Tag Archives: watchmen

The Basics of Comics – Part 2 of 2

Understanding their structural development

The second part of this post is about the various distinguishing characteristics of comics as a medium of expression. They are very sophisticated processes, though they might not appear to be. They have been used in many imaginative ways that have pushed the boundaries of the medium. These have grown from generation to generation with each adding something new.

The first and most important one is the Panel.

Little Sammy Sneeze - Winsor McCay (1906)

Comics are usually characterized by having the page broken up into smaller rectangles called panels, each furthering the narration. Now it may be presumed that each is like a photograph, a moment frozen in time. Yet, it is not as simple as it appears. Panels are not simply like the borders of 35mm film. Given the limitless powers of the illustrator to bend the medium, the panel becomes an expression, as vivid as colours, as important as the look on a character’s face.

The Spirit - Will Eisner (1949)

And though they are frozen to our eyes, their contents are not frozen at all. There can be a whole conversation in a flash, and we don’t even notice the passage of time. But time has certainly passed. In fact time, is twisted into a very different progression than in the real world. It is slowed down and sped up at will by the creators.

Cookalein - Will Eisner (1978)

Unlike in novels, where whole paragraphs can go towards describing a perfect moment, and time might be kept frozen while we construct imagery in our minds, here text and image are presented simultaneously to the reader. We instantly absorb the image and absorb the communication it holds, while the text takes time to be read. As a result of the immediate impact of the visual element not much need is there of descriptive text. Instead the focus is almost wholly on speech and thought.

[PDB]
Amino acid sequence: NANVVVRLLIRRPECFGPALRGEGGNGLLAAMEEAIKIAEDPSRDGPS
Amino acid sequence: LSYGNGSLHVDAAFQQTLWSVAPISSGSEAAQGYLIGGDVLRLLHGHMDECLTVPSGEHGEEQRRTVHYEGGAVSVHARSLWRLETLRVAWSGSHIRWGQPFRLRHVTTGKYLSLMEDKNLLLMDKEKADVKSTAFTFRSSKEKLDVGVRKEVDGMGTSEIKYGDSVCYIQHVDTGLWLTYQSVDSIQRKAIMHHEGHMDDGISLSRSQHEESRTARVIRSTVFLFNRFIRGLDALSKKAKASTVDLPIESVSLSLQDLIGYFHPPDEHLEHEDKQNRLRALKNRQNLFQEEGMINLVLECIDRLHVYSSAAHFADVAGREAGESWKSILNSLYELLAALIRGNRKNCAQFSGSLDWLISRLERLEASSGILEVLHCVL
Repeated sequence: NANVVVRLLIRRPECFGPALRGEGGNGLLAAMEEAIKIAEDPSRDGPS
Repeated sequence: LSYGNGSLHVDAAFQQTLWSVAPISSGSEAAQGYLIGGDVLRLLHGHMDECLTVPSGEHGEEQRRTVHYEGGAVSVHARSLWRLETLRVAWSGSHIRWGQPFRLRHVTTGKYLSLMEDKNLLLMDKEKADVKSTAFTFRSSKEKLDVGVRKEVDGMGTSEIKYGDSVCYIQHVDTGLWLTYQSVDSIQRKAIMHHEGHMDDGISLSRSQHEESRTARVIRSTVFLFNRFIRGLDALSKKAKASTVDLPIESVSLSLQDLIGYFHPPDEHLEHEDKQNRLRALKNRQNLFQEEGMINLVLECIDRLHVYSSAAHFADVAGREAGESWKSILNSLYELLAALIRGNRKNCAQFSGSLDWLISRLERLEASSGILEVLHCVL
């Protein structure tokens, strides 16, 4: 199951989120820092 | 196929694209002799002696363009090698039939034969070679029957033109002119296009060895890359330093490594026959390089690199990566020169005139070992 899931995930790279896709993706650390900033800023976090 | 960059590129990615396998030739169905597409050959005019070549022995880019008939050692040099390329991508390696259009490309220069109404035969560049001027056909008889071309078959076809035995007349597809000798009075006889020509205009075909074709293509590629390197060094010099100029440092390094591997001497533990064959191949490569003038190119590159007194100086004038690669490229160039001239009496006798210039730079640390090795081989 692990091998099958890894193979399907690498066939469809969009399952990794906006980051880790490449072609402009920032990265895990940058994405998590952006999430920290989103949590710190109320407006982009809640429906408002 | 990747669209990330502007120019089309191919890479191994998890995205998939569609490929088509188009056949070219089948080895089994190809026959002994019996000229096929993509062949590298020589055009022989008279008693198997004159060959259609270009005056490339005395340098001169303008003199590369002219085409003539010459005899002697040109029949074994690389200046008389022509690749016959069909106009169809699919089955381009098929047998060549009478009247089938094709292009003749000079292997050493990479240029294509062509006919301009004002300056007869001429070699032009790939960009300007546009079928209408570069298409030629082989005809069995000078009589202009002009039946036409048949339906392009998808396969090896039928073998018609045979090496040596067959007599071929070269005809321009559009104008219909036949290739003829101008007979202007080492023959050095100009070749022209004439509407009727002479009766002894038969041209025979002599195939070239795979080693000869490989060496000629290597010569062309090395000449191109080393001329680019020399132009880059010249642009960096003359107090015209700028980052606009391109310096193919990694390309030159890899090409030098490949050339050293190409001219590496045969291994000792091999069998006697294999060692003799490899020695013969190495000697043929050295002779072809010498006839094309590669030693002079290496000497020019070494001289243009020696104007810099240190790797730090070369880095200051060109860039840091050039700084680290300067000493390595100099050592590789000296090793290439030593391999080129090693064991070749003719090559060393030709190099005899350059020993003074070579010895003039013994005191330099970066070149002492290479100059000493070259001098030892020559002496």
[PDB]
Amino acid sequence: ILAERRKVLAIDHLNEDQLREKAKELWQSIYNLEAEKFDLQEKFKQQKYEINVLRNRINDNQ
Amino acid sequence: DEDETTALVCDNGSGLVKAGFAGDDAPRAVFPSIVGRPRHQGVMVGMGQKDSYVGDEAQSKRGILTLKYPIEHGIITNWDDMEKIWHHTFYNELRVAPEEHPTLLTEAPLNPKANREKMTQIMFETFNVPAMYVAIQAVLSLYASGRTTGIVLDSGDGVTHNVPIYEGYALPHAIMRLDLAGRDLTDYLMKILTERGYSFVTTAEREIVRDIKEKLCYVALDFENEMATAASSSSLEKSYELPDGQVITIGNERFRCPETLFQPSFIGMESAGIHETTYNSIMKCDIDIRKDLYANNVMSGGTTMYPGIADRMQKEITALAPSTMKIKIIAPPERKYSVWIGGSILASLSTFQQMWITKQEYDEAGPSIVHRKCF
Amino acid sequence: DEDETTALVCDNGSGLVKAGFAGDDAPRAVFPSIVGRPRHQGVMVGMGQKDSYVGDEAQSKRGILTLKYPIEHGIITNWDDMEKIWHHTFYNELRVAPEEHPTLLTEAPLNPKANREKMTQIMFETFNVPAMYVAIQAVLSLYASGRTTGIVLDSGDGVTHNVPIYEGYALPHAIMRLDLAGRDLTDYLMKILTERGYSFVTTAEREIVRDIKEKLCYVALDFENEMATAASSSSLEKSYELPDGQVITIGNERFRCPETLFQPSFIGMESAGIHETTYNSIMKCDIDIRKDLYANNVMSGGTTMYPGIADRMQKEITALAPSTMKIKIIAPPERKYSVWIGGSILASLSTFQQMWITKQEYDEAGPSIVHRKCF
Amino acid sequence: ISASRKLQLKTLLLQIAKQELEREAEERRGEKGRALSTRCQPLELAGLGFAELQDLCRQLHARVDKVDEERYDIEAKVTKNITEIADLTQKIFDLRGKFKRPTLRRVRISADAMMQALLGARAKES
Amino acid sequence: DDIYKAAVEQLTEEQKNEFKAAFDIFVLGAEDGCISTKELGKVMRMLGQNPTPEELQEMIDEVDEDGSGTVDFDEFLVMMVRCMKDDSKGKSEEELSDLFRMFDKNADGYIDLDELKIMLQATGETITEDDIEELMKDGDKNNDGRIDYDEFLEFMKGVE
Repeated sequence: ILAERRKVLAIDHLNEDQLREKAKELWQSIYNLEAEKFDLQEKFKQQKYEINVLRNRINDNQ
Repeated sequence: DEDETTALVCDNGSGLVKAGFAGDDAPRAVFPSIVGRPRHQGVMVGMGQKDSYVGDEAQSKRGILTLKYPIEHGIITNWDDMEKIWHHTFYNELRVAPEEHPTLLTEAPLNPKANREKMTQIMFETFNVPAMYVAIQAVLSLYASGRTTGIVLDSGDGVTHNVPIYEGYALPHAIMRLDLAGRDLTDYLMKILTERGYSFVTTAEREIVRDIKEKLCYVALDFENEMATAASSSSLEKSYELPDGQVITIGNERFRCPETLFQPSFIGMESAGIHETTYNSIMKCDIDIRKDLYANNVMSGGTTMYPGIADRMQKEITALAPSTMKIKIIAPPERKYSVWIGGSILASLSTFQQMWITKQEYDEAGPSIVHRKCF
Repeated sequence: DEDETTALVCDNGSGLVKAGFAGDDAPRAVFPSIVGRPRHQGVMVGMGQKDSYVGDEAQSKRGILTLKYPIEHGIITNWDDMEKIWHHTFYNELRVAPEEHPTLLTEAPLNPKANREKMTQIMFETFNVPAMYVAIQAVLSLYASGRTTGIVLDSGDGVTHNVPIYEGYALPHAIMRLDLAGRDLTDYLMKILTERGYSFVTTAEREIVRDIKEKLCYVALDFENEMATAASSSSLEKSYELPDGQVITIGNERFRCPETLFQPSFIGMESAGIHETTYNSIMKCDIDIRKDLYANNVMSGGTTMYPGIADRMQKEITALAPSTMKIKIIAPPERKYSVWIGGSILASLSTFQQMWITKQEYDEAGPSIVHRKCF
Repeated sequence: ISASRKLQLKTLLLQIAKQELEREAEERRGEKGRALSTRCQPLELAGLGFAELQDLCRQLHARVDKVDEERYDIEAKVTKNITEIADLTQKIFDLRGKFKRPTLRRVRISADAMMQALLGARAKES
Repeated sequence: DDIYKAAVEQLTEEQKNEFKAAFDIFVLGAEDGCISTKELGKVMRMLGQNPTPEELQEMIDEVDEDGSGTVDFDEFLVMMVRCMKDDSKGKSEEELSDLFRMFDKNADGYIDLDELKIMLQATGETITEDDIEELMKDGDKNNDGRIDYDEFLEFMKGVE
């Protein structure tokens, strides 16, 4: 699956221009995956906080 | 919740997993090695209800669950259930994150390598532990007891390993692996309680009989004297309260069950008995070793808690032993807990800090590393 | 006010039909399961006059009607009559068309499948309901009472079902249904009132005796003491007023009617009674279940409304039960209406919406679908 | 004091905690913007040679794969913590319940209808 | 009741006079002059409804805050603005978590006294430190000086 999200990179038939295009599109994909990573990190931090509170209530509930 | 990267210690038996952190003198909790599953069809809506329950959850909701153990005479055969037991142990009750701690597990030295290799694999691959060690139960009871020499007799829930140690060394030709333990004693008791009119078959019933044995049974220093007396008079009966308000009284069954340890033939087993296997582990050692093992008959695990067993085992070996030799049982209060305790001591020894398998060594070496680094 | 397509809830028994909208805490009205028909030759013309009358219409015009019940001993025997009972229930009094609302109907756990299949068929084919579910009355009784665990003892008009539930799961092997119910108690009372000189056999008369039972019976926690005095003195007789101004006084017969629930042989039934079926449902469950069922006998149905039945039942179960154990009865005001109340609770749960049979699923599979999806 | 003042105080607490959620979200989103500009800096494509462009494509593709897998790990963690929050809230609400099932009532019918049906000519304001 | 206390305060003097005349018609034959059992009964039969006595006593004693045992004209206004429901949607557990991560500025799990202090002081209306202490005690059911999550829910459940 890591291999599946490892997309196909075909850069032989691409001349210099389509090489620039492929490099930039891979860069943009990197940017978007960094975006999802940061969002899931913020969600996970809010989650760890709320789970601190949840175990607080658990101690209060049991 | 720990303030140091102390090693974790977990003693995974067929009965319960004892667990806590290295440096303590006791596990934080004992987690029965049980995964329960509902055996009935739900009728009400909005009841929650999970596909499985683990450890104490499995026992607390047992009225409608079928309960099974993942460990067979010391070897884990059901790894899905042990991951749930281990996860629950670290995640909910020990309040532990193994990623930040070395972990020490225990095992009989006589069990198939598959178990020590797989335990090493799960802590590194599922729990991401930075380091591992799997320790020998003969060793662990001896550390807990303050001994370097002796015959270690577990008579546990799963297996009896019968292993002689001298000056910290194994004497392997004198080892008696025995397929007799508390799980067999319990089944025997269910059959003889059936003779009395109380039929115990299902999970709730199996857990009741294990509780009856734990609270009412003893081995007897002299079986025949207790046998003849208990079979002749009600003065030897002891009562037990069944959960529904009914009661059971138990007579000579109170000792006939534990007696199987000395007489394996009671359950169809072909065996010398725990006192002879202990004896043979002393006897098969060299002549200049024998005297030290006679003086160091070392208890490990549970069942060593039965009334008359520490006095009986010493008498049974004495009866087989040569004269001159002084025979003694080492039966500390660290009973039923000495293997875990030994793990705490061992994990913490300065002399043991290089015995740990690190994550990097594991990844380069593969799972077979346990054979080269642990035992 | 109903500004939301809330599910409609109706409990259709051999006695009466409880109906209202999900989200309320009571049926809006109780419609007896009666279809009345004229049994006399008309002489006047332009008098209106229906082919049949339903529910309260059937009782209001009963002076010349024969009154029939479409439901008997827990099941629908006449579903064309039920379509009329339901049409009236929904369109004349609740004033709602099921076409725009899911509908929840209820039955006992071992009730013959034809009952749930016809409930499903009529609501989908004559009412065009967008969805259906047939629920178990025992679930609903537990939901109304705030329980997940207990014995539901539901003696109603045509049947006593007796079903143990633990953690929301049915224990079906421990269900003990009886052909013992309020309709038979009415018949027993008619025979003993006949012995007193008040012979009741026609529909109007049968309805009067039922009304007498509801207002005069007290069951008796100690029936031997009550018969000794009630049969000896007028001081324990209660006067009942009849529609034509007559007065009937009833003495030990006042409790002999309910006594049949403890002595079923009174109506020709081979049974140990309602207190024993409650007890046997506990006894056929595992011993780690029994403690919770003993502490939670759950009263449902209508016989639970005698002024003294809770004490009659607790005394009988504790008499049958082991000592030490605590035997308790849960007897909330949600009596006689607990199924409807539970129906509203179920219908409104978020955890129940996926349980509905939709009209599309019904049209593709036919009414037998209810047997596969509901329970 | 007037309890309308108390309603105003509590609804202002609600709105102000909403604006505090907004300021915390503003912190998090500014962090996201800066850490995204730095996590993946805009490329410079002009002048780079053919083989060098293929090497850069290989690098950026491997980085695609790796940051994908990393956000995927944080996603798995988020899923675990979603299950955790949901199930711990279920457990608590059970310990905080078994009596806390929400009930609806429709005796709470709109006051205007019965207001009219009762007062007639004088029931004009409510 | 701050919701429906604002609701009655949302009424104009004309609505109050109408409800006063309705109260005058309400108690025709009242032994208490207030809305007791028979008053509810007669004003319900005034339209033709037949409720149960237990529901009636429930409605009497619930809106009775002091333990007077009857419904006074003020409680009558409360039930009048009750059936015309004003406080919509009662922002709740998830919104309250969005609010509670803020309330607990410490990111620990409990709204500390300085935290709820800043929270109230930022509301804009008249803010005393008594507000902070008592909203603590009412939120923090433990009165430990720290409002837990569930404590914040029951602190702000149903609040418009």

It is to carry speech and thought that there was the birth of the speech balloon – the second most important element of comics. These balloons are the descendants of speech scrolls found in ancient and medieval art of various cultures. They are the carriers of direct thoughts and words and also point out the speaker with their tails.

Barefoot Gen - Keiji Nakazawa (1973)

Comics, like other visual arts, is heavily performative. Hence it relies on both speech and gesture. While gesture is well represented by the image, text also starts to take on a performative aspect. It is not merely words we see, but words with specific intonations, emotions, and even sounds. Indeed, sounds are also a very intimate part of the whole comic-book reading experience. Words can become an entirely different sensory trigger.

Barefoot Gen - Keiji Nakazawa (1973)

In fact, though we read them, and we attribute meaning to them, to me they seem more real than any other medium. And one of the most fascinating aspects of comics is just this – what people have called the reader’s participation, inhabitation, or closure. We include our faculties in the act of reading comics, much more than in reading text or viewing paintings. We attribute meaning and qualities to them. How else can a paltry sum of words, and pictures that are not the most realistic, take us through a journey that is as encapsulating and vivid in mere hours, that others take much longer to do?